Healthcare is one of the industries where mobility is making the biggest impact (insurance, financial services and education are some of the others). And I'm not just talking about Big Pharma and medical vendors arming their salespeople with tablets.
Though that certainly has happened. Vendors that have deployed hundreds or thousands of iPads installed with marketing and CRM apps to the field include Medtronic, Abbott Laboratories, Boston Scientific, Otsuka, Zimmer and Life Technologies.
But salespeople in every industry are going mobile. What's distinctive is how mobile is transforming how healthcare providers interact with patients. Within 9 months of the iPad's initial release, almost a quarter of U.S. doctors were using them. By the end of this year, about four out of ten will own them, according to another survey.
Institution-wise, Ottawa Hospital is deploying 2,300 iPads for clinical use, while Victoria Hospitals (Australia is deploying 600 iPads to its medical staff. Other adopters include Cedars-Sinai, Kaiser-Permanente, Kaweah Delta, Beth Israel Deaconess in Boston, University of Chicago Medical Center, and many others.
Much of the usage today is ad hoc: doctors can handwrite diagnostic notes or access some patient records via their tablets. Even in these limited use cases, it's proven useful.
But what if there was an app that provided a 360-degree, unified view into a patient's medical history, medications, X-rays, and vital signs? That's what SAP's coming Electronic Medical Records (EMR) app provides.
Jan Korten, a solutions manager at SAP, and Thilo Berndt, the product development manager for SAP's mobile healthcare apps, debuted the EMR app during an August 31 Webinar. You can watch the 1-hour presentation and slides here. But in the meantime, here's an illustrated summary of what they covered.
Ten SAP developers in Europe have been working on the EMR app for the past 3 months. Just finished, the app - iPad today, Android tablets like the Samsung Galaxy Tab tomorrow - is about to be piloted by a trio of European hospitals and then released at the end of October, says Korten.
Above is the central dashboard of the EMR app. From it, doctors - and, in future versions, nurses - have quick access to patient records, a list of medicines taken, pictures of X-rays, medical allergies and even a real-time view of vital signs.
There's a lot of talk about how a smooth, slick user interface is an important competitive advantage. In healthcare, however, an easy-to-use, powerful UI is mission-critical. While doctors are often very gadget-y, they are also impatient and too busy to deal with a lot of training. An intuitive UI that easily delivers the right information can actually "save lives," says Korten, a former doctor himself.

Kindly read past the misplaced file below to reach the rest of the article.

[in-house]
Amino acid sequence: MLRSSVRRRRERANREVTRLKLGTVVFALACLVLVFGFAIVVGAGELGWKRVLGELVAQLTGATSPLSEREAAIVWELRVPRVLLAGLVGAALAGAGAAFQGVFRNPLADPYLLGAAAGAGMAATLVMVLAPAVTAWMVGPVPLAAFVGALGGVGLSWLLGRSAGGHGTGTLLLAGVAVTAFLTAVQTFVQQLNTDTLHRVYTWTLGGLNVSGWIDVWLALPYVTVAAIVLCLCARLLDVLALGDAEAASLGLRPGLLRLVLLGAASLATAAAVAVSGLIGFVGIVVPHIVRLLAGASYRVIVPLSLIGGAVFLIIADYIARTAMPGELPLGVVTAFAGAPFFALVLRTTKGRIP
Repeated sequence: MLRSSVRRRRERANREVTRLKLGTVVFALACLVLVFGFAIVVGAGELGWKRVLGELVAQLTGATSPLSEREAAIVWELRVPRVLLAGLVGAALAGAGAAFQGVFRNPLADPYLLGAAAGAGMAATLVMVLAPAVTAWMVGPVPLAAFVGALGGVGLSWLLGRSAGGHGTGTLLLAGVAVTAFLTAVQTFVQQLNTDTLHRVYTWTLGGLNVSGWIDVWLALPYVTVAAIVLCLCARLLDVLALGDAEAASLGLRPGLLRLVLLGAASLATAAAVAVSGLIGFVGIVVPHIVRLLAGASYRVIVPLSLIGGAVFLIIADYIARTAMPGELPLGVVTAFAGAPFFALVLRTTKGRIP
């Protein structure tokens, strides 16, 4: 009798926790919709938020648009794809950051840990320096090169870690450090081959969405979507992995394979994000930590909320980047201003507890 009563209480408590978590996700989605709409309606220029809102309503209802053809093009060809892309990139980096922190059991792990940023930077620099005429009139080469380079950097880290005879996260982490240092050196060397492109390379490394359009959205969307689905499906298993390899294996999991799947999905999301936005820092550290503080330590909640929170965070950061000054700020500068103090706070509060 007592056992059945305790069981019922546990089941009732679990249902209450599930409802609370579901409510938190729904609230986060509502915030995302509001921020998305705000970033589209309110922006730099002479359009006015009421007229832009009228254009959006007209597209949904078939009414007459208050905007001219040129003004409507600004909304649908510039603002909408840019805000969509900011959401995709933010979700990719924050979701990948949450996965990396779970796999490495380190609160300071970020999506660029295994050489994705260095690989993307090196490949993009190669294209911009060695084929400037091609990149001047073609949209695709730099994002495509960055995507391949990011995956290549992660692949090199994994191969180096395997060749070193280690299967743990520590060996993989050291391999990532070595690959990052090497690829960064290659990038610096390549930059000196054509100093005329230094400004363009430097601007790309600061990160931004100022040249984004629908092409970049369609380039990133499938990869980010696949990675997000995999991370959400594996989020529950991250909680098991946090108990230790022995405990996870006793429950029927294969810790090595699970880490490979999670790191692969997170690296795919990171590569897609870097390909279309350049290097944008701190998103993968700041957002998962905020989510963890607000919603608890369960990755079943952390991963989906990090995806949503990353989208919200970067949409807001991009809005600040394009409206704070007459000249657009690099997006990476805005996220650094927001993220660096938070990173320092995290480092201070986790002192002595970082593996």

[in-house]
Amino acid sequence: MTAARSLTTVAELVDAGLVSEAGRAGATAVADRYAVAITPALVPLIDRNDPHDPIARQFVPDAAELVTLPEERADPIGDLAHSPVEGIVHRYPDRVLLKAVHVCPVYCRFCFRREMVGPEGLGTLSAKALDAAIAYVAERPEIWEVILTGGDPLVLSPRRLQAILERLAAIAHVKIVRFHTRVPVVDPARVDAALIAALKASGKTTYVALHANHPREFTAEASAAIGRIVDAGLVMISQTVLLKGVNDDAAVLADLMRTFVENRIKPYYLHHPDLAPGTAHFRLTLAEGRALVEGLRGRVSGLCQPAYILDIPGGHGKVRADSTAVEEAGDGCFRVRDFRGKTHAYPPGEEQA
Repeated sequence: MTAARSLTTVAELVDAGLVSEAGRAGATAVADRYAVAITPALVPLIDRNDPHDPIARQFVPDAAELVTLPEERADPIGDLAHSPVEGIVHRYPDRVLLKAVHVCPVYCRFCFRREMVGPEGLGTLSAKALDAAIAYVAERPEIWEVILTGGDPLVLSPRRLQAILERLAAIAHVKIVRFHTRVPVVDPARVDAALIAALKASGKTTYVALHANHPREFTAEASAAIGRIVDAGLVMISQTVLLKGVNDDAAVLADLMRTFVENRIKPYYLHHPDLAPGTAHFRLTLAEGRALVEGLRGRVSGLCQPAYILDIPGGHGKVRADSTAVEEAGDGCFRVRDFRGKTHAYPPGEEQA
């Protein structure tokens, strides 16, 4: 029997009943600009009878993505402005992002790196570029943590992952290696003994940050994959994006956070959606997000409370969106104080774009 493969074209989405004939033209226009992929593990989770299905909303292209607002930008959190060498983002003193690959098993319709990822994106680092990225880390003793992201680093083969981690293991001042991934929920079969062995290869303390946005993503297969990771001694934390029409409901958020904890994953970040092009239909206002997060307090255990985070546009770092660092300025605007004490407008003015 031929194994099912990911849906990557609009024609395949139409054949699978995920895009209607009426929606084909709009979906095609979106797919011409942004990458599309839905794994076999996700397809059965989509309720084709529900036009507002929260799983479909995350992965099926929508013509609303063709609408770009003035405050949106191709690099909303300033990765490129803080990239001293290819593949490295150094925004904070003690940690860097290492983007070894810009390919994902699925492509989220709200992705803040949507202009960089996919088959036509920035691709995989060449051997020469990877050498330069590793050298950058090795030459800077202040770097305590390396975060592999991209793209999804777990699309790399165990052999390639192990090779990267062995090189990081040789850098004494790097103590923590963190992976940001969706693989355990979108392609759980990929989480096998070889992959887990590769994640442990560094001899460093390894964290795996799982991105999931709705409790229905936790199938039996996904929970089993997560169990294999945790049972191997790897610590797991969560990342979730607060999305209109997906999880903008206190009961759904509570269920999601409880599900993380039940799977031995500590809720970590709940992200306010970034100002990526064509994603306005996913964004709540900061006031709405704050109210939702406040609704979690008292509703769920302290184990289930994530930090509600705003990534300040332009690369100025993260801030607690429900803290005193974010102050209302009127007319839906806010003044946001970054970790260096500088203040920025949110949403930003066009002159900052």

Here is the Vital Signs screen. Doctors can see which indicators are out of normal range (in red), and zoom in and out of the data. The data is sent real-time via Wi-Fi. Indeed, most of the data displayed by 1.0 version of the EMR app is streamed directly from the server, with only small amounts encrypted and cached on the iPad itself, according to Berndt.
The next version will use the Sybase Unwired Platform (SUP) middleware to store more data locally for offline access, handy when doctors are in network "dead spots" within a hospital. It will also be able to download data via 3G.
Doctors can view patient x-rays today. Future versions may let doctors take photos with the iPad and upload them to the patient records database, said Korten. Indeed, while v1.0 of the EMR app is basically read-only, future versions will be fully two-way, letting doctors (and nurses) enter diagnostic notes, capture vital sign data, and more.
Here's the high-level technical architecture: app running on multiple devices (some now, some later), multiple applications and data sources on the back-end, and the SAP Mobility Platform in the middle. This lets the devices access servers via one of three ways: SUP, SAP Gateway, and Netweaver. SAP today ties into Siemens' i.s.h. medical records platform. According to Korten, the roadmap includes the ability to tie into Picture Archiving and Communications Systems (PACS) and Lab results databases built by 3rd parties.
And here's the high-level architecture, from a business point-of-view. According to Korten, this provides business opportunities for independent developers and SAP partners: adapters that connect 3rd-party medical server applications and databases to the SAP Mobility middleware, or other mHealth apps that rely on SAP Mobility middleware to tie into multiple back-end data sources.
Even before the release of the EMR app, SAP had already developed the Collaborative eCare app. While EMR is aimed at doctors, Collaborative eCare is used by caregivers in conjunction with patients suffering chronic diseases such as diabetes or congestive health failure.
Because their diseases are often so long-lasting, patients typically must endure many appointments with their doctors to finetune their treatments. These can be lengthy and inconvenient for both parties. Calling and e-mailing their doctor or nurse can save some time, but result in patient data scattered all over the place.
With Collaborative eCare app, patients can upload data on their symptoms and medicines taken to their doctors while at home. Doctors can adjust dosages and change prescriptions and set reminders for patients to take their medicines via the app. Alerts can even be sent via text message to the patients.